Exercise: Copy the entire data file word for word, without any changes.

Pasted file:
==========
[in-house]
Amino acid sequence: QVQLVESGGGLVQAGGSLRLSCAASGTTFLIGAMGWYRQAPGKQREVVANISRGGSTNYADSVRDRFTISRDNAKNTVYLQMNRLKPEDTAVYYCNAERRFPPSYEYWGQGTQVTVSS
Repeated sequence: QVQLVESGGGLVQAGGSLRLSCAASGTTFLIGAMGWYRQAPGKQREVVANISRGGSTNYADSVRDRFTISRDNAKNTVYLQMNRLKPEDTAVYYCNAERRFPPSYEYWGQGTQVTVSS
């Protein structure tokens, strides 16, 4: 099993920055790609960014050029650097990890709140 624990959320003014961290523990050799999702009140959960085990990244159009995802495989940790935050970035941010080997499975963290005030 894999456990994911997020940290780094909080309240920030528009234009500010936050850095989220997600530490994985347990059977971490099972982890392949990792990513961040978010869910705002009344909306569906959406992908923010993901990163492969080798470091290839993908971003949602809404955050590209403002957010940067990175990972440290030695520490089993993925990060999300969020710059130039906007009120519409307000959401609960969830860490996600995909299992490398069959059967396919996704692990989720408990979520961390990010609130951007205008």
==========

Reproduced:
[in-house]
Amino acid sequence: QVQLVESGGGLVQAGGSLRLSCAASGTTFLIGAMGWYRQAPGKQREVVANISRGGSTNYADSVRDRFTISRDNAKNTVYLQMNRLKPEDTAVYYCNAERRFPPSYEYWGQGTQVTVSS
Repeated sequence: QVQLVESGGGLVQAGGSLRLSCAASGTTFLIGAMGWYRQAPGKQREVVANISRGGSTNYADSVRDRFTISRDNAKNTVYLQMNRLKPEDTAVYYCNAERRFPPSYEYWGQGTQVTVSS
């Protein structure tokens, strides 16, 4: 099993920055790609960014050029650097990890709140 624990959320003014961290523990050799999702009140959960085990990244159009995802495989940790935050970035941010080997499975963290005030 894999456990994911997020940290780094909080309240920030528009234009500010936050850095989220997600530490994985347990059977971490099972982890392949990792990513961040978010869910705002009344909306569906959406992908923010993901990163492969080798470091290839993908971003949602809404955050590209403002957010940067990175990972440290030695520490089993993925990060999300969020710059130039906007009120519409307000959401609960969830860490996600995909299992490398069959059967396919996704692990989720408990979520961390990010609130951007205008």